Students who are selected for Summer internships will receive an offer letter by E-mail sometime after January 15, 2016. They will then have five days to either accept or reject the offer through their OSSI: NIFS account. The offer will automatically expire after five days if no action is taken.

Please feel free to contact me for more information or help with applying.

Kenneth A. Silberman, Esq.

U.S. Supreme Court, Maryland, & Patent Bars

B.A., M.Eng., J.D.

NASA Engineer & Registered Patent Attorney

Education Office Code 160

NASA/GSFC Mailstop 160

Bldg. 28 Rm. N165

Greenbelt, MD  20771, USA

Voice:  (301) 286-9281

Fax:  (301) 286-1655


Office Location:                 Building 28 Room W151


2016 NASA Student Airborne Research Program

2016 NASA Student Airborne Research Program


The NASA Airborne Science Program invites highly motivated undergraduate students currently in their junior year to apply for the NASA Student Airborne Research Program, also known as SARP 2016. The program provides students with hands-on research experience in all aspects of a major scientific campaign, from detailed planning on how to achieve mission objectives to formal presentation of results and conclusions to peers and others. Students will assist in the operation of airborne instruments aboard the NASA DC-8 aircraft. They also will analyze remote-sensing data collected during the program from the NASA ER-2.

The program takes place in summer 2016. Instrument and flight preparations, and the research flights themselves, will occur at NASA′s Armstrong Flight Research Center in Palmdale, California. Postflight data analysis and interpretation will take place at the University of California, Irvine.

Successful applicants will be awarded a stipend plus a travel allowance for eight weeks of participation in the program. Housing and local transportation also will be provided.

The deadline for applications is Feb. 2, 2016.

For more information and to download the program application, visit

Specific questions about the program should be directed to

2016 NASA Glenn Faculty Fellowship Program

2016 NASA Glenn Faculty Fellowship Program


Applications are being accepted for the 2016 NASA Glenn Faculty Fellowship Program. This program provides a 10-week summer residency at NASA’s Glenn Research Center in Cleveland, Ohio.

To be eligible for the program, applicants must be full-time science, technology, engineering and mathematics, or STEM, faculty members who are U.S. citizens. Applicants must be tenured faculty or in tenure-track positions at four-year accredited U.S. colleges and universities, or full-time faculty at two-year U.S. academic institutions. Faculty members from underrepresented groups and at U.S. Department of Education-designated Minority Serving Institutions are particularly encouraged to apply.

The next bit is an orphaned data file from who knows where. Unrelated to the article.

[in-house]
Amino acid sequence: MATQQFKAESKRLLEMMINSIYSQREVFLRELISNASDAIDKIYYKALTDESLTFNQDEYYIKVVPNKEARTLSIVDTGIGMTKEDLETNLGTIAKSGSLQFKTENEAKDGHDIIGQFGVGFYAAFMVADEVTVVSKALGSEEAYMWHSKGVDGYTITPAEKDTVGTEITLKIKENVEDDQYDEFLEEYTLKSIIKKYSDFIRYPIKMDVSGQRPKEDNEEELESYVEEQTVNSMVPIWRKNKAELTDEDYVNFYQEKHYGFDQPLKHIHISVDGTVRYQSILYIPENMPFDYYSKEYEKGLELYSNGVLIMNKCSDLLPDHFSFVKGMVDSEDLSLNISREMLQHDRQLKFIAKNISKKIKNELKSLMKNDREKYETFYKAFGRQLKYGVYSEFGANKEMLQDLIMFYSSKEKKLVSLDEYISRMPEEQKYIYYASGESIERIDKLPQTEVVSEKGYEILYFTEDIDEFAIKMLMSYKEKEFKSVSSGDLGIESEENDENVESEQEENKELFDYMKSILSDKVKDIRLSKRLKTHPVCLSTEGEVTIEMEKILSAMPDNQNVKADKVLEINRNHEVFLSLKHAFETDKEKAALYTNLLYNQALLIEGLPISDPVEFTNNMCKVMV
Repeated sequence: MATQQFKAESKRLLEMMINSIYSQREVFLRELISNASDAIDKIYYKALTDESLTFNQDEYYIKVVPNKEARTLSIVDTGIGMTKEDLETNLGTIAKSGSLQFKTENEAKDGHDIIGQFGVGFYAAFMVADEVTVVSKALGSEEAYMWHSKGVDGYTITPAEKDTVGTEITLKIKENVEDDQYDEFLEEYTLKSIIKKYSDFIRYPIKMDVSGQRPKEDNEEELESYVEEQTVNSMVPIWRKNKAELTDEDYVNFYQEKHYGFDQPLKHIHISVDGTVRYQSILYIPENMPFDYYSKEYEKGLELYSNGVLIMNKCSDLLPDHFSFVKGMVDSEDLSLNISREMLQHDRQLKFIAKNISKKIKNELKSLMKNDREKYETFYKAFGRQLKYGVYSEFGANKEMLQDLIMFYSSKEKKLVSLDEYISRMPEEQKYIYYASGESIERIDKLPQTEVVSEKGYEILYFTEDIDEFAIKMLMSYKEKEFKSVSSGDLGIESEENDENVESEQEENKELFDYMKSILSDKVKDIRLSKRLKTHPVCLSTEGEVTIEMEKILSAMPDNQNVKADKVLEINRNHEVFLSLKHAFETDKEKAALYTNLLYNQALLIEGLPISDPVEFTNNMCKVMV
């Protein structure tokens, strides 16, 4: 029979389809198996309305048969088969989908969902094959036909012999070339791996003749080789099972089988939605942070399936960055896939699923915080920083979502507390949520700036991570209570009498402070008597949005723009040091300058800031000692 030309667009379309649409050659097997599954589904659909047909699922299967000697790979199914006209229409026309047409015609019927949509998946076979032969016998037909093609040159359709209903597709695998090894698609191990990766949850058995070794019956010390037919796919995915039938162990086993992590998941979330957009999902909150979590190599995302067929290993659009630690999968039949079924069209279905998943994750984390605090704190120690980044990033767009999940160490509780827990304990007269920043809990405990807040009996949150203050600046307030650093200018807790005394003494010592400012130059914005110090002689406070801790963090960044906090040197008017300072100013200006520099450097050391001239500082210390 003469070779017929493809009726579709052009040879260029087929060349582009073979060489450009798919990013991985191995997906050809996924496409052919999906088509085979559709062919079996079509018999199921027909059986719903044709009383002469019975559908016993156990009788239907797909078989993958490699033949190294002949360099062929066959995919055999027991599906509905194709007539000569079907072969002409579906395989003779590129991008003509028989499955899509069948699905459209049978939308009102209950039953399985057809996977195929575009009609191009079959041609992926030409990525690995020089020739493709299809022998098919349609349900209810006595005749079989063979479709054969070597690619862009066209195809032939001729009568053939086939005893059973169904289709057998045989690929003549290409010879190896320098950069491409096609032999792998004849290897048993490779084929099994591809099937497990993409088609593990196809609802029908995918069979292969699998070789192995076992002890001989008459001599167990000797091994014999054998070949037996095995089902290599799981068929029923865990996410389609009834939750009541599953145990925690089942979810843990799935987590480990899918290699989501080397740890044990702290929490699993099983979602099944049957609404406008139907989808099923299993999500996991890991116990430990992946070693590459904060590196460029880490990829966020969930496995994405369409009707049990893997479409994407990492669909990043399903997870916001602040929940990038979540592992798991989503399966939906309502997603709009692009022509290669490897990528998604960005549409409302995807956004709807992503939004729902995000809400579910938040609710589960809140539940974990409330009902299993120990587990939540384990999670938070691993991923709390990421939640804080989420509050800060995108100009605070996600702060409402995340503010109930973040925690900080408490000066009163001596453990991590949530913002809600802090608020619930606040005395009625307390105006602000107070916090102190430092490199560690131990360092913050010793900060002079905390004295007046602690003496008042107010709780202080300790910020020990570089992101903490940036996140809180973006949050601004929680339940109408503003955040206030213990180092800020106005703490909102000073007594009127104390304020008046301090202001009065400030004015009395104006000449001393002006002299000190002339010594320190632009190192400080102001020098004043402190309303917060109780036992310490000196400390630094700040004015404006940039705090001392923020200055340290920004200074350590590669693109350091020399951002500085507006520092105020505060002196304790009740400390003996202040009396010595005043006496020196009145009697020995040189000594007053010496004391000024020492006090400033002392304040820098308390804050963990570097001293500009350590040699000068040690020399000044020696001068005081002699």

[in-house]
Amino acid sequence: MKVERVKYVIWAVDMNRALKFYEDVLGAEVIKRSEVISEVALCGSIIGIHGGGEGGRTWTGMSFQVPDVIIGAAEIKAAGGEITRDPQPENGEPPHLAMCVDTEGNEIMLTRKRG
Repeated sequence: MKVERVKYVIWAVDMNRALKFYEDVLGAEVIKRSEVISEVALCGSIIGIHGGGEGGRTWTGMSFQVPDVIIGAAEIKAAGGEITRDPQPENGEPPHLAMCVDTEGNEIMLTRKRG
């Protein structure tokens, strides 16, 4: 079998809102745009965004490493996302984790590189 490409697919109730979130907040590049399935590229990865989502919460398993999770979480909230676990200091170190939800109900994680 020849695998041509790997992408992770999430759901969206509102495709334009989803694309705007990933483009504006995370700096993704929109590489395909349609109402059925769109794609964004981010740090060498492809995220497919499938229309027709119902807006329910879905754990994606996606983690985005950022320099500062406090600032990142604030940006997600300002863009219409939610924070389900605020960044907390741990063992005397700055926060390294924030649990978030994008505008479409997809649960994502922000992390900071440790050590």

The program covers limited travel expenses for qualified and accepted faculty, as well as stipends for all accepted faculty. Please note that stipend payments or salaries from other federal funding sources, including research grants and contracts, may not be accepted during the 10-week tenure of a Glenn faculty fellowship appointment.

The deadline for applications is Feb. 1, 2016. For more information about this opportunity, visit

Inquiries about NASA’s Glenn Faculty Fellowship Program should be directed to Dr. M. David Kankam at

NASA Earth and Space Science Fellowships Program Accepting Proposals for 2016-2017 Academic Year

NASA Earth and Space Science Fellowships Program Accepting Proposals for 2016-2017 Academic Year

The NASA Earth and Space Science Fellowship program is soliciting applications from accredited U.S. universities on behalf of individuals pursuing master’s or doctoral degrees in earth and space sciences, or related disciplines, for the 2016-2017 academic year. The purpose of NESSF is to ensure continued training of a highly qualified workforce in disciplines needed to achieve NASA’s scientific goals. Awards resulting from the competitive selection will be training grants to the respective universities, with the advisor serving as the principal investigator. The financial support for the NESSF program comes from the Science Mission Directorate’s four science divisions: Earth Science, Heliophysics, Planetary Science and Astrophysics.

Initially, NESSF awards are made for one year. They may be renewed for up to two additional years, contingent upon satisfactory progress (as reflected in academic performance, research progress and recommendation by the faculty advisor) and the availability of funds.

The maximum amount of a NESSF award is $30,000 per year.

Proposals for this opportunity are due Feb. 1, 2016.

For more information about this solicitation, visit

Questions about Earth Science Research NESSF opportunities should be directed to Claire Macaulay at

Questions about Heliophysics Research, Planetary Science Research and Astrophysics Research opportunities should be directed to Dolores Holland at